I had to laugh when I watched this video about hanging a bear bag and all of the things that can go wrong in the process. If you’ve tried this yourself, you’ll know exactly what I mean. How many times have you tried to hang a bear bag, with darkness approaching, and had it taken over 45 minutes to get your food up a tree? It can be comedic sometimes.
There are a couple of bag hanging refinements that I’ve developed over the years to make this process easier. First, I bring along a small mesh sack for holding “the rock”, instead of trying to tie cord to it. Mesh sacks are more rugged for this than silnylon ones which tear very easily.
The only issue with using a rock bag is that it can snag on a tree if you make a bad throw and need to pull it back down. Brute force may be required to retrieve it, but care must be taken to avoid self-inflicted damage. Just last year, I had a bag and rock come flying back at me and hit me in the face – so now I stand behind a tree to guard my face and body.
Then there’s the issue of the knotted rope ball. Regardless of what you do, your bear bag rope always gets knotted up. It’s terribly hard to untangle if you use small diameter string or spectra cord, so I use Kelty Triptease guyline instead. It is thick enough that it doesn’t cut tree bark and it’s easy to untie, even when it’s wet. The reflective elements of the guyline also pick up your headlamp light if you need to put a forgotten item into your bag after dark and can’t find the bear bag line. Very handy.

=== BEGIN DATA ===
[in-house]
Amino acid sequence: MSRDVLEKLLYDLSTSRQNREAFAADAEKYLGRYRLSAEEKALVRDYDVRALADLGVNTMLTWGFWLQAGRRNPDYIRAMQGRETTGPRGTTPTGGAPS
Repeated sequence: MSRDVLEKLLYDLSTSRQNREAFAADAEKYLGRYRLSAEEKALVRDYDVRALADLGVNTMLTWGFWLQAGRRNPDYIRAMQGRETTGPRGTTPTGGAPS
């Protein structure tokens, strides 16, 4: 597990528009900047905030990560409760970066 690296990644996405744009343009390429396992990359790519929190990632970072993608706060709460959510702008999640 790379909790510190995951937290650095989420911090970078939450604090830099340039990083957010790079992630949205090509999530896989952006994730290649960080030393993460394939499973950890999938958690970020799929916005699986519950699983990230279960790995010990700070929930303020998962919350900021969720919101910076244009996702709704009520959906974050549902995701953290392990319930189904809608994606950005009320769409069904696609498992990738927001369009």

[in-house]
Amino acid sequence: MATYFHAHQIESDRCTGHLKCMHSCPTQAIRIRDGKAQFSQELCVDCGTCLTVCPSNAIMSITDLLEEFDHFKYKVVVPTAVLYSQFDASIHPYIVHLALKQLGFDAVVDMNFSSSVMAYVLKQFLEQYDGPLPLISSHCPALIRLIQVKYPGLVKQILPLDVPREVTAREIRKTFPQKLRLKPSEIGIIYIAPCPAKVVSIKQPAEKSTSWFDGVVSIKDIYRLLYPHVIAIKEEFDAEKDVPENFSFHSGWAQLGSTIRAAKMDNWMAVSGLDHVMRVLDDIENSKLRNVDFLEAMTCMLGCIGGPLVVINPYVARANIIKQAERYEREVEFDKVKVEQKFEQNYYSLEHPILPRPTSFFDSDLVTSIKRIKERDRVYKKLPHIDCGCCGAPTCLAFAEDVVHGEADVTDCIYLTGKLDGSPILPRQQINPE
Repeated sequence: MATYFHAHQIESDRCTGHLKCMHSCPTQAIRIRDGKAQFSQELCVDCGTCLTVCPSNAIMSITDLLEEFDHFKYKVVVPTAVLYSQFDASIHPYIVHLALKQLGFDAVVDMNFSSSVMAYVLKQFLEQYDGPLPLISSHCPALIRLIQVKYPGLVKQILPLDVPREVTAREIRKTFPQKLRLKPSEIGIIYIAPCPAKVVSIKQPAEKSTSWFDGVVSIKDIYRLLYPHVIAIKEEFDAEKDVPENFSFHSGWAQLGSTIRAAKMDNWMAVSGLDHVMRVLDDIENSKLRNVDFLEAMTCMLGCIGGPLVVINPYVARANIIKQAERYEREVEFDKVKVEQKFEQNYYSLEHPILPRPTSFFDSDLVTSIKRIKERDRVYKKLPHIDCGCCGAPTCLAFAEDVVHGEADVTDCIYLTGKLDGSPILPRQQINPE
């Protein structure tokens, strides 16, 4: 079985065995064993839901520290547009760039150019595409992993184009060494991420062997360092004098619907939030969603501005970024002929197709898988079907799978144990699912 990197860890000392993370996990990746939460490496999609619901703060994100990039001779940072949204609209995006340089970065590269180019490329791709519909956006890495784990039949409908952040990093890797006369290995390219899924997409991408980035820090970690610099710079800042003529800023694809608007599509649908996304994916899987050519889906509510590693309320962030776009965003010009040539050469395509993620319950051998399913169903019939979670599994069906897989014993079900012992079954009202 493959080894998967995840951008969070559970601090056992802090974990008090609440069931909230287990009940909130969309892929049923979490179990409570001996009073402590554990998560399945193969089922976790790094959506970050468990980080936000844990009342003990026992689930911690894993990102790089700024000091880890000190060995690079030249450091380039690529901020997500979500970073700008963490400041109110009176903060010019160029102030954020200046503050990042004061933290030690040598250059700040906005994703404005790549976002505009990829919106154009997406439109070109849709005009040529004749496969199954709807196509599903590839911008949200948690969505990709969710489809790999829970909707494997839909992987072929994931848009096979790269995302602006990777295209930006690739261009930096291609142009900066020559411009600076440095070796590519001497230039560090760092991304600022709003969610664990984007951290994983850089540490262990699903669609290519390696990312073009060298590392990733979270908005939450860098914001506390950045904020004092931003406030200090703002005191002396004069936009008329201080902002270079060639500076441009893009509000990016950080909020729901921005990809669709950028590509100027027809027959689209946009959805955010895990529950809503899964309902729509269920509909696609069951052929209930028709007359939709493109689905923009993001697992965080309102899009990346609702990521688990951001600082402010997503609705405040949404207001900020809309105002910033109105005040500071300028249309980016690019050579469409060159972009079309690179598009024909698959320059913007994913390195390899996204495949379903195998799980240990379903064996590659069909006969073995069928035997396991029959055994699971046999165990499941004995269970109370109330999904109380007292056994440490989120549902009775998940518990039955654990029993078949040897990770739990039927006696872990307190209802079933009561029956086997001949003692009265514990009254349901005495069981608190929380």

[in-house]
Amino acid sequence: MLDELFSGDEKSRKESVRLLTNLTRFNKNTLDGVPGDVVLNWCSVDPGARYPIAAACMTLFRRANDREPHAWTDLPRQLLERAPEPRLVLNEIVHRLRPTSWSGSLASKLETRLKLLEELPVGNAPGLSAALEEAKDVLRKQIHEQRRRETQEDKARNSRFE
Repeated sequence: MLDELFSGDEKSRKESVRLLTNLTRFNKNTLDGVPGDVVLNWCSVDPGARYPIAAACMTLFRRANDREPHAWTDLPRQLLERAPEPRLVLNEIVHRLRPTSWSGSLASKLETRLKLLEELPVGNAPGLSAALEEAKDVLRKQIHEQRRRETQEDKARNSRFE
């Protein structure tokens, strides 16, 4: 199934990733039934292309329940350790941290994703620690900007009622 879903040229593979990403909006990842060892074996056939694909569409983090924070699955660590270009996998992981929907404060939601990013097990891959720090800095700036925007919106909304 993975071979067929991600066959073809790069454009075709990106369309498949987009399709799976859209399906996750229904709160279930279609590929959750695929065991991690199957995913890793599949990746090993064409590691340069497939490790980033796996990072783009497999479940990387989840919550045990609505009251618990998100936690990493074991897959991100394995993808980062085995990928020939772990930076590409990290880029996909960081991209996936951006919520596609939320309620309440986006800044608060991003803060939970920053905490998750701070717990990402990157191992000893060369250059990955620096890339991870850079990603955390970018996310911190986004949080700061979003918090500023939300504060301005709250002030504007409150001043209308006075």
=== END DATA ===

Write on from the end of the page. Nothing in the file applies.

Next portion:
Finally, I use a less advanced hanging method than the two-tree method shown in this video. I usually just hang my bear bag over a single branch that’s 15 feet off the ground and won’t support the weight of a bear. Even then, you’d be surprised how hard it is to find a tree like this in the forest with darkness approaching. I’ve never had a problem with this hanging method and it’s a lot easier to orchestrate than getting two trees to cooperate.
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